Is What I’m Hearing From God?

BibleIn her book, What Happens When Women Say Yes to God, Lysa Terkeurst suggests there are five key questions we should ask our self when we wonder, Is what I’m hearing from God?

  1. Does what I’m hearing line up with Scripture?
  2. Is it consistent with God’s character?
  3. Is it being confirmed through messages I’m hearing at church or studying in my quiet time?
  4. Is it beyond me?
  5. Would it please God?

Does what I’m hearing line up with Scripture?

God will not tell us to do something that contradicts his Word. That sounds easy enough, but if we aren’t spending time reading and studying God’s Word, how will we be able to discern if what we’re hearing lines up with what God said? We have to know what the Scriptures say. Knowing the Scriptures doesn’t necessarily mean memorizing chapter and verse, it means reading the Bible for our self. As we read, ask what it says to us. Ask what it says about God.

Is it consistent with God’s character?

God won’t tell us to do anything that doesn’t line up with who he is. A good starting point into God’s character is the list of the Fruit of the Spirit found in Galatians 5:22-23. The Fruit of the Spirit is love, joy, peace, patience, kindness, goodness, faithfulness, gentleness, and self-control.

Is it being confirmed?

My cousin William always told me to look for three confirmations whenever I wonder how to proceed in something I feel God is saying to me. Yesterday, a verse of Scripture I read in my Sunday school lesson earlier that week popped up in four separate unconnected things I read. You think God’s trying to tell me something? I sure do. Now I need to figure out exactly what.

Is it beyond me?

Do we sense God is calling us to do something beyond our ability? Something we can only accomplish through his strength? If so, this is an opportunity to watch him work through us. Think Moses leading the Israelites out of Egypt to the Promised Land. That was way beyond Moses’ ability to be sure.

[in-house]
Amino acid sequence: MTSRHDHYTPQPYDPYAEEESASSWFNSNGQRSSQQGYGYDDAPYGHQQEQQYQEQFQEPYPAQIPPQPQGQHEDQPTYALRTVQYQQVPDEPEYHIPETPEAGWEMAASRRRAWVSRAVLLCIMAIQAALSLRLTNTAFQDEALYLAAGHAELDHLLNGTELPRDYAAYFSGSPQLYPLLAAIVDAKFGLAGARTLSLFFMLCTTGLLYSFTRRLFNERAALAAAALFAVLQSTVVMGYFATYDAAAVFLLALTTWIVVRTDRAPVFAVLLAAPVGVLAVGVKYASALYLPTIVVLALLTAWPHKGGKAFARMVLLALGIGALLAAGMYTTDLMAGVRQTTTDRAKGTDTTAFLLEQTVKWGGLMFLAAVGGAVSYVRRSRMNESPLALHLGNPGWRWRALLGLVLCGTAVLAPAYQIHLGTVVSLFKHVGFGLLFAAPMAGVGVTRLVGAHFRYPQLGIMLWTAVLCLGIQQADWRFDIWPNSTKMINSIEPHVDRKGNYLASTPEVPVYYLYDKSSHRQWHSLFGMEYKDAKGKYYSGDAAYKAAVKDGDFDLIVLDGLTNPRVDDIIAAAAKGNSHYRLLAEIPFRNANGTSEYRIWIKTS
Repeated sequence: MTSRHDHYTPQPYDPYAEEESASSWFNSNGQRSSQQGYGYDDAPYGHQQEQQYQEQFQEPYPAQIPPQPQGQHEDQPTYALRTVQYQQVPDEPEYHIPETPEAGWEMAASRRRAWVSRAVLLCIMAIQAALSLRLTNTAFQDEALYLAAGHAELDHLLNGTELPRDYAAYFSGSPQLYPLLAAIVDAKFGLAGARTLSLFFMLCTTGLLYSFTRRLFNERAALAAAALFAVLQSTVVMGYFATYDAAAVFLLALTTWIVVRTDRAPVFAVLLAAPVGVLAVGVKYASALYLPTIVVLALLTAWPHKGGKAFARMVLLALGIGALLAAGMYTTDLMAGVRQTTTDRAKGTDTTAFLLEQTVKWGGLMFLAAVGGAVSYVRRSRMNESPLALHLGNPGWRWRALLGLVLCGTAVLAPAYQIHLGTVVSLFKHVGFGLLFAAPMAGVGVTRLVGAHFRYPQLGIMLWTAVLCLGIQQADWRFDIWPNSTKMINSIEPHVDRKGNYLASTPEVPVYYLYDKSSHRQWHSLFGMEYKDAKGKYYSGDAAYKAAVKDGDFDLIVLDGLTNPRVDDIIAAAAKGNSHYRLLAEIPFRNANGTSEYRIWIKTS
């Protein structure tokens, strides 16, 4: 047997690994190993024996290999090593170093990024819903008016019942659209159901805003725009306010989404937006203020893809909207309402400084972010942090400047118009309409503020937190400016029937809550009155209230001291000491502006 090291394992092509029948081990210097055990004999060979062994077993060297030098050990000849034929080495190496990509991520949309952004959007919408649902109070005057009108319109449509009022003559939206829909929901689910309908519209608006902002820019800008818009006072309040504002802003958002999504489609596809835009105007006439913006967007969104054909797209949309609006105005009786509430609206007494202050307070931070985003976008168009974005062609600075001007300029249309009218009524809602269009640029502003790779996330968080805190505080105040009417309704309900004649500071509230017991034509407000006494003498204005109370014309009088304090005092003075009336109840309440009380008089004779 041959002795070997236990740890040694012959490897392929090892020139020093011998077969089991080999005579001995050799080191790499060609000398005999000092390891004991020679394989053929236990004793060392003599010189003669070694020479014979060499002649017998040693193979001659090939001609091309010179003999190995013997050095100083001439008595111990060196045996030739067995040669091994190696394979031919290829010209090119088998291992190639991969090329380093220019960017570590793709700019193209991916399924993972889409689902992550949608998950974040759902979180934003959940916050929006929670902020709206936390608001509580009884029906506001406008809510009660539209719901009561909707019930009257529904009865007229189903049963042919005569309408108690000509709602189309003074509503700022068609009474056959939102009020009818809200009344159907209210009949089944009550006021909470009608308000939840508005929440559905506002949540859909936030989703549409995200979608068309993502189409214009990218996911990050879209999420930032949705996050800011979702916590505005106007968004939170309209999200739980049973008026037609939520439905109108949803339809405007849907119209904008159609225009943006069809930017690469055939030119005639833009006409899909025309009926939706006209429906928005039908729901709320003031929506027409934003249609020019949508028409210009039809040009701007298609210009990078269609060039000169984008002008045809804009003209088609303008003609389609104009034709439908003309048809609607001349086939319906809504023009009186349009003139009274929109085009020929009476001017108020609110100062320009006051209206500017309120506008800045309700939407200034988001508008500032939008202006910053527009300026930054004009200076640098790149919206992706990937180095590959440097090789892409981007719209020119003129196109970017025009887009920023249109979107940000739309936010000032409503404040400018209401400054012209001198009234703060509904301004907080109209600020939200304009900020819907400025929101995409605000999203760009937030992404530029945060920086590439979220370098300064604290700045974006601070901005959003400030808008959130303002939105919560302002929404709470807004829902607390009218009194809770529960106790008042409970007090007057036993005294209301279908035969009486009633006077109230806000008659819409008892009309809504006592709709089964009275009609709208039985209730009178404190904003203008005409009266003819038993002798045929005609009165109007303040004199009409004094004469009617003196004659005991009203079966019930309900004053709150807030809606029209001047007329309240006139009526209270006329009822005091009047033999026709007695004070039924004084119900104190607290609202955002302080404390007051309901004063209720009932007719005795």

Would it please God?

For this final question, I like how Lysa puts it. You see, if what you are doing pleases God, then even if what you thought you heard from him wasn’t his voice, you still please him. Pause and read that sentence again. As long as what we do pleases God, it’s all good, right?

In conclusion to Lysa’s list she adds, These five questions are your starting place. The more you practice listening for God’s voice, the more it becomes a natural part of your daily life. God wants you to hear from him.

How marvelous is that? The Creator God who spoke the world into being and knit us together in our mother’s womb wants a personal relationship with us. He wants us to hear when he speaks to us. He wants us to know we are loved, and know that his perfect love casts out all fear. Even the fear of stepping out in faith to do what he calls us to do.

Are there any of Lysa’s key questions you go to first when deciding if what you’re hearing is from God?

Leave a comment below to share your thoughts on the subject. If you think others would appreciate reading this, please share it through the social media buttons.

But the fruit produced by the Holy Spirit within you is divine love in all its varied expressions: joy that overflows, peace that subdues, patience that endures, kindness in action, a life full of virtue, faith that prevails, gentleness of heart, and strength of spirit. Never set the law above these qualities, for they are meant to be limitless. Galatians 5:22-23 (TPT)

You can find my November Inspire a Fire post here. Please stop by and read it.

I wish you well.


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Photo by Rod Long on Unsplash

Three Things to Help Deal With Rejection

As an author I deal with rejection. Boy howdy. Do I ever. You may not be an author, but I believe it safe to say somewhere during your life, you have experienced the pain and awful sting of being rejected. If you can’t think of anything right off, perhaps you could go back in your mind to your early teen years. Yikes.

Maybe the rejection came from friends. Family. School. Work. Business endeavor. Church…Wherever it came from, it hurt.

In her book, Embraced, Lysa TerKuerst suggests three things to remember when we go through rejection of any kind. I’d like to share those with you today.

One rejection is not a projection of future failures.

Lysa says we need to acknowledge the hurt, but don’t see it as a permanent hindrance. Move on from the source of the rejection. Don’t let it shut you down in that arena of life. Don’t let it reach into your future.